As we walked the half-block down 75th Street to her apartment, she told me that she had moved to the neighborhood five years ago from Eighth Avenue.

“I’ve met so many wonderful people on this block,” she said.

She recently had a hip replacement and told me how happy she was now that her life was relatively pain-free. My aunt is concerned about needing a hip placement so that caught my interest.

“My doctor said, ‘Gloria, you’re doing great,’” she told me.

“Oh, my goodness,” I said, “my mother’s name was Gloria!”

“Tell your mother that I believe in miracles every day,” she said.

My mother has been gone for many years now, but I didn’t want to mention that. Meeting this woman was like a late Mother’s Day gift—to myself.

Eight Million Stories

Gloria told me was born on Christmas Day and later on that day I recalled an episode of the old crime show Naked City entitled “Hold for Gloria Christmas.”

I’m sorry, but that’s just the way my brain works.

The story concerns a drunken poet, portrayed by Burgess Meredith, who is murdered while trying to retrieve a collection of poems that he wants to send to the eponymous Gloria.

The episode aired in 1962 when Gloria and I were both much younger and New York was a much different place.
In addition to Meredith, the show includes appearances by Alan Alda, Herschel Bernardi, Jessica Walter, Richard Castellano, the acting teacher Sanford Meisner, Candace Hilligoss, star of the horror classic Carnival of Souls, and, hanging up in a newsstand, a copy of Amazing Fantasy #15, which featured the debut of the Amazing Spiderman.

The comic sold for 12 cents back then, but a near-mint issue recently sold for over a million bucks. Amazing indeed.

The show is a bit dated, I suppose, but that’s such a minor issue considering the great cast and the fabulous location shots of old New York.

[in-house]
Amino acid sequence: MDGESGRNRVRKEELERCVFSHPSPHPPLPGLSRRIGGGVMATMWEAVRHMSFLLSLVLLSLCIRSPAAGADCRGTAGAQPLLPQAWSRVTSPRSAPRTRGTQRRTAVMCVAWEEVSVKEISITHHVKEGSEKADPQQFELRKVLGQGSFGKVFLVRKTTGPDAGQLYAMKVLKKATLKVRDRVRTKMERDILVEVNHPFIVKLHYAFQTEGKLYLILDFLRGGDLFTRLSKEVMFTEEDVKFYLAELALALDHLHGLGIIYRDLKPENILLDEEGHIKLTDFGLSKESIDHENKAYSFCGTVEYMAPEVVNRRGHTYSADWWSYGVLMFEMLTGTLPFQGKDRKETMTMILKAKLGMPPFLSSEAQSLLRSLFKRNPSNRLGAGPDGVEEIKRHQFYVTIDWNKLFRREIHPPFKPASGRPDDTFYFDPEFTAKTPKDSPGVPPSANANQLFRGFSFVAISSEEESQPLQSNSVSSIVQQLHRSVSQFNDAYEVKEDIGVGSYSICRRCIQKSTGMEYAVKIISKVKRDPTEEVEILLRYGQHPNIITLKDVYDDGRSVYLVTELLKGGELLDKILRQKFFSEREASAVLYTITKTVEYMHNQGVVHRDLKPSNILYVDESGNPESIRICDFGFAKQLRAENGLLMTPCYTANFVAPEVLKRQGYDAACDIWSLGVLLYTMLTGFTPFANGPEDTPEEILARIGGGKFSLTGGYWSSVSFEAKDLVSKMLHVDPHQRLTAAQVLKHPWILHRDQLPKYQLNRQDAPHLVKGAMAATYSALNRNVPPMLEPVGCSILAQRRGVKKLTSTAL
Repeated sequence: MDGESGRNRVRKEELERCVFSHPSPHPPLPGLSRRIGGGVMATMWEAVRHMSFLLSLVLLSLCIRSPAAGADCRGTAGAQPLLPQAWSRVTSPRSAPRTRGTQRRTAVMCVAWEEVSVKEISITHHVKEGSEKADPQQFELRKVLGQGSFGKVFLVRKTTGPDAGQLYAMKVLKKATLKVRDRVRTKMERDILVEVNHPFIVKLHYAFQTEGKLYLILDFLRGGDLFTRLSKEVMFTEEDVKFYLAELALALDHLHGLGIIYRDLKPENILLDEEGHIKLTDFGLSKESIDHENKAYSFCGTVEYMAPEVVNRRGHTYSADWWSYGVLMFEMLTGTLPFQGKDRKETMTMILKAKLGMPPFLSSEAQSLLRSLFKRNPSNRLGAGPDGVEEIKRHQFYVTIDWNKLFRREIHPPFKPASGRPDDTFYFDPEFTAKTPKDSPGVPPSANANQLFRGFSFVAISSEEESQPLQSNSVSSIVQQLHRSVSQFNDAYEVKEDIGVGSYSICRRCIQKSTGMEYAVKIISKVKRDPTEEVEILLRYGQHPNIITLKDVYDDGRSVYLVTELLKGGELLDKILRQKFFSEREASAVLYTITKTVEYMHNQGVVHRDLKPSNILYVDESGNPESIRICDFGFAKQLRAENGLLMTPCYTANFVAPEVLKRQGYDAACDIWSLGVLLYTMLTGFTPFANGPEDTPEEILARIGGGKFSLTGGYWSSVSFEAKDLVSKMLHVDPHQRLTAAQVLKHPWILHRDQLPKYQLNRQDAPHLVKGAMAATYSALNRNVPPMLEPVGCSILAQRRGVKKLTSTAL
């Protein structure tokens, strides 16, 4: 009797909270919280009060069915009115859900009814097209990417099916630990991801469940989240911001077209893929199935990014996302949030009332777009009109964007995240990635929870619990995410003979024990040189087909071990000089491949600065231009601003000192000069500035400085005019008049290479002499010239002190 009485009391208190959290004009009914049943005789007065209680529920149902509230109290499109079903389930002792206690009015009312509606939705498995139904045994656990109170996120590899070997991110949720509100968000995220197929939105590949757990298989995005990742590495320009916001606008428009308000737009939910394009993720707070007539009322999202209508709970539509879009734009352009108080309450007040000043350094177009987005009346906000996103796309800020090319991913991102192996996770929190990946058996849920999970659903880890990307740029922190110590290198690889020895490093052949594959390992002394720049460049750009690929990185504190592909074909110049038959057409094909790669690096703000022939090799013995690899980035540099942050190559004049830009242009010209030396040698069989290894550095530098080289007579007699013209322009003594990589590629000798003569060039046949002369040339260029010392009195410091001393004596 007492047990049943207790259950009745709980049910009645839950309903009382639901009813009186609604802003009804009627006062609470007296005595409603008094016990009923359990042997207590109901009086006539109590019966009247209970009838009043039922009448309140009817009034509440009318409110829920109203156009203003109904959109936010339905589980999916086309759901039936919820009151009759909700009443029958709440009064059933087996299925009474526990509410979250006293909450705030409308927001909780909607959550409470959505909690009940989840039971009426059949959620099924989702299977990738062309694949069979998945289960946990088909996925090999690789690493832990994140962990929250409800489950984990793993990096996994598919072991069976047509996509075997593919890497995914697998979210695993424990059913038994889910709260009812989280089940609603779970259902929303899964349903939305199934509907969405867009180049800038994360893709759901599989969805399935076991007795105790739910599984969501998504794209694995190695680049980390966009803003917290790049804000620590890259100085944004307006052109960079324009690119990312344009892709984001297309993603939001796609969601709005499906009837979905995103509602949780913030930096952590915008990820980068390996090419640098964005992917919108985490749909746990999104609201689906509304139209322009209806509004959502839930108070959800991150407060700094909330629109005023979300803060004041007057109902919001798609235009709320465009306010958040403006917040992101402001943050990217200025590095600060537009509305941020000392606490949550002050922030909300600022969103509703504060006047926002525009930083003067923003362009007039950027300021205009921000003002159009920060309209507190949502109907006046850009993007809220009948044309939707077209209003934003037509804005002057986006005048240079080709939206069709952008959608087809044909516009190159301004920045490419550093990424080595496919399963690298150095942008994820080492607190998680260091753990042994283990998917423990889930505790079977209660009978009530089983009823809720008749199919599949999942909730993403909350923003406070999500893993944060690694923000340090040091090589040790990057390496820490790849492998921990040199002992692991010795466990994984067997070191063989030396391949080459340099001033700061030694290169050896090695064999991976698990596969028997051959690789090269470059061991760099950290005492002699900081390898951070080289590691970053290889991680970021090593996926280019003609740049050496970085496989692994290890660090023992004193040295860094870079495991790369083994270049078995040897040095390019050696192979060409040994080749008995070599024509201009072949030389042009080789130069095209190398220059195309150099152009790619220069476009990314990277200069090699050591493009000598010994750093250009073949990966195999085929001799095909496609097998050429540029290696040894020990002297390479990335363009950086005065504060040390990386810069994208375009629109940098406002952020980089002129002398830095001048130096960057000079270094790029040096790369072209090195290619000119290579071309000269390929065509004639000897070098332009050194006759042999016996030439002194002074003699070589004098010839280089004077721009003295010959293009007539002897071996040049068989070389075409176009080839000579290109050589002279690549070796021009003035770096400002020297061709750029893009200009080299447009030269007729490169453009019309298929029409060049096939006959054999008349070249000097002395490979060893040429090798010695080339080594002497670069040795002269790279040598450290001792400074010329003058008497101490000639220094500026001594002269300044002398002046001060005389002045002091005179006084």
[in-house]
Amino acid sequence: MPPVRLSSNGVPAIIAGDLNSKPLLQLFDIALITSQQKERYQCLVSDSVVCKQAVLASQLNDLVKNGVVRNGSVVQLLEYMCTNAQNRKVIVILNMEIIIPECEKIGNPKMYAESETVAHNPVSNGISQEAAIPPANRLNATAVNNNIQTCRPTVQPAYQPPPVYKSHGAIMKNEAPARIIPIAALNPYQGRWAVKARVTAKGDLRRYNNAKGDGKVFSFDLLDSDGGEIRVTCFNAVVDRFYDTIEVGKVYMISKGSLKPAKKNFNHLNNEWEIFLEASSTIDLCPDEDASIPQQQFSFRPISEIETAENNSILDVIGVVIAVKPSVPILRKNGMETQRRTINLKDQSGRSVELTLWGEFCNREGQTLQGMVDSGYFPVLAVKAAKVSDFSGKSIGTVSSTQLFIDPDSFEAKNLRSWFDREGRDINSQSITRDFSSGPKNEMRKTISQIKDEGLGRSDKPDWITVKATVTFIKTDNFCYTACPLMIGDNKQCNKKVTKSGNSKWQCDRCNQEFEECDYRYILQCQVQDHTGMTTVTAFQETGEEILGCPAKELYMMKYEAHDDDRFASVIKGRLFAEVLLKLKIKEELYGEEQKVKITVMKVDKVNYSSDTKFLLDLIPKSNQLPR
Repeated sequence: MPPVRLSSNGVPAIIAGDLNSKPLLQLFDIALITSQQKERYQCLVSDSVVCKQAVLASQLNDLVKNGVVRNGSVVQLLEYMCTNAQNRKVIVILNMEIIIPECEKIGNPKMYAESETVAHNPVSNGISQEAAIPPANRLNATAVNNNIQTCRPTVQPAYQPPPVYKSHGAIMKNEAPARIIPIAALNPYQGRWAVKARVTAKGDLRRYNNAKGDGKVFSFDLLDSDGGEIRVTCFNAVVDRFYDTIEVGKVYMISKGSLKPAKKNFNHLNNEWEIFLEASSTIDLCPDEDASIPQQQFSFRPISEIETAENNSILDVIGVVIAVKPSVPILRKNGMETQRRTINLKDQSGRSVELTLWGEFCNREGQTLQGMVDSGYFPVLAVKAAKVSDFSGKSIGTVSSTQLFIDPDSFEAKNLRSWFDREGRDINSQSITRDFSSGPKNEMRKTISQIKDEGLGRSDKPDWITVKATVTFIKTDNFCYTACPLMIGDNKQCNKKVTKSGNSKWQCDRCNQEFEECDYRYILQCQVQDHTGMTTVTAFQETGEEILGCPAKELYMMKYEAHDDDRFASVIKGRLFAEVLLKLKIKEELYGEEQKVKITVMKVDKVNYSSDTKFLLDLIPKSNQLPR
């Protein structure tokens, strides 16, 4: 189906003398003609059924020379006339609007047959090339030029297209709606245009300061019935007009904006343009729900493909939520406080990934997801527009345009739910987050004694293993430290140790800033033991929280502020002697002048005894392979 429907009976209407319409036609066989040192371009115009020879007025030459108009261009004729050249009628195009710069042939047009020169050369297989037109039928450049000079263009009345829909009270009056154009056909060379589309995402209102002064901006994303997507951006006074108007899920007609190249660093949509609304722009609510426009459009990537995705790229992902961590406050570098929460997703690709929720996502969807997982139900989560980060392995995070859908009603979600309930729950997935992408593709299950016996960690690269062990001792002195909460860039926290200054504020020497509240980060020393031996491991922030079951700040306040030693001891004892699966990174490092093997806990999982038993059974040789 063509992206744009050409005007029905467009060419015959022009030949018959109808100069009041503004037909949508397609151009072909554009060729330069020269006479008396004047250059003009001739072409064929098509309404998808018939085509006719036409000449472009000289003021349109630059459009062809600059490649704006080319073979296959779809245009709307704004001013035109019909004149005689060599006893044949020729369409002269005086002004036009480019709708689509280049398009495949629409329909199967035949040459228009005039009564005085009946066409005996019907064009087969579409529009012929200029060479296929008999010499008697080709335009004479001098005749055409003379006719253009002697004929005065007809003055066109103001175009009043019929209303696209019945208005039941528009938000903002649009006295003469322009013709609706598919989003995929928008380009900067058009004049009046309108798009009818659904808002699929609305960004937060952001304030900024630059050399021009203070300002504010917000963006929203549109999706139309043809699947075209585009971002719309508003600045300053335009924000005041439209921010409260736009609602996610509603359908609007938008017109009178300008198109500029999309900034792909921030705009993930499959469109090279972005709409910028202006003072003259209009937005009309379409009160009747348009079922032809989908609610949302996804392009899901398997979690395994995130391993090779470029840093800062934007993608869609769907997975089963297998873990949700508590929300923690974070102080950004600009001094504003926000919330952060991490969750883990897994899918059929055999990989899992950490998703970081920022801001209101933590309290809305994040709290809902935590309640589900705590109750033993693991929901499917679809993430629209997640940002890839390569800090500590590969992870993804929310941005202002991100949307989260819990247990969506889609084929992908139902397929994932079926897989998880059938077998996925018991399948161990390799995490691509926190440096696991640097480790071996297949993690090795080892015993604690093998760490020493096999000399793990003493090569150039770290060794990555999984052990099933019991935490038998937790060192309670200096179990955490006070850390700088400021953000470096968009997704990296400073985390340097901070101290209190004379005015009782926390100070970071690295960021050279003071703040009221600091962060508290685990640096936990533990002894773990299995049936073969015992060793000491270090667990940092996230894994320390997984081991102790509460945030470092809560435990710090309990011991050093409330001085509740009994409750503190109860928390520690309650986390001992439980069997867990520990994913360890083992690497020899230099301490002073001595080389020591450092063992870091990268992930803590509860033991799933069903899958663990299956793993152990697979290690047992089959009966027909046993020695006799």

At the end of the episode—spoiler alert--we learn that Gloria Christmas doesn’t exist, that she’s a figment of the poet’s imagination.

My Gloria Christmas, on the other hand, is quite real and I’m very glad I met her.

“I call you my guardian angel,” she said, as we reached her door.

“Somebody recently helped me,” I said, “so I’m just passing it along.”

I walked home feeling quite good. I’m no angel but I’ll gladly help out if Spiderman is busy.

Sunday, May 08, 2016

Out of the Park

Years ago, whenever one of the New York Mets hit a home run, Ralph Kiner, an announcer on Channel 9, had a little catchphrase he’d like to say.

As the ball sailed over the fence and the ballplayer rounded the bases, Ralph would loudly declare, “it’s gone, forget it, goodbye!”

That line came back to me this week, but it had nothing to do with the national pastime. Except perhaps for the fact that I wanted to hit myself over the head with a baseball bat.

Here’s the play-by-play: I came out of my gym on Saturday morning, bounced down 86th Street to a local card store and stocked up on about 14 bucks worth of cards.

This was the first of several stops I made that morning in my shopping odyssey back to my crib. After the card store I hit the vegetable store, deli and ended up at the dry cleaners just a few blocks from home.

And it all went fine. I dumped my various bundles in the kitchen, had some lunch and went for my post gym nap. It wasn’t until 3 hours later that it occurred to me something was wrong.

I couldn’t remember what I had done with the greeting cards.

Fighting a growing sense of panic, I looked through all the plastic bags I had brought home, checked my gym bag, and a shoulder bag I use to carry my shirts. And I struck out with all three. The cards were not around.

I kept replaying this memory I had of putting the cards in the shoulder bag when I picked up my shirts at the dry cleaners. So where the hell were they?

Double Play

I raged, I wailed, and cursed the fates and myself for being so goddamn careless and inattentive, and for some odd reason that didn’t help any. The cards were still missing.

I was tired and I had absolutely no desire to leave my house. But finally I gave in and started retracing my steps, starting at the dry cleaners and working my way back to the deli and vegetable store. Nobody had seen my cards.
I even called the card store—too far to walk—and they hadn’t seen them.

I had nothing to show for all this effort and time and I felt like I had just taken 14 bucks out of my wallet and thrown it down a sewer.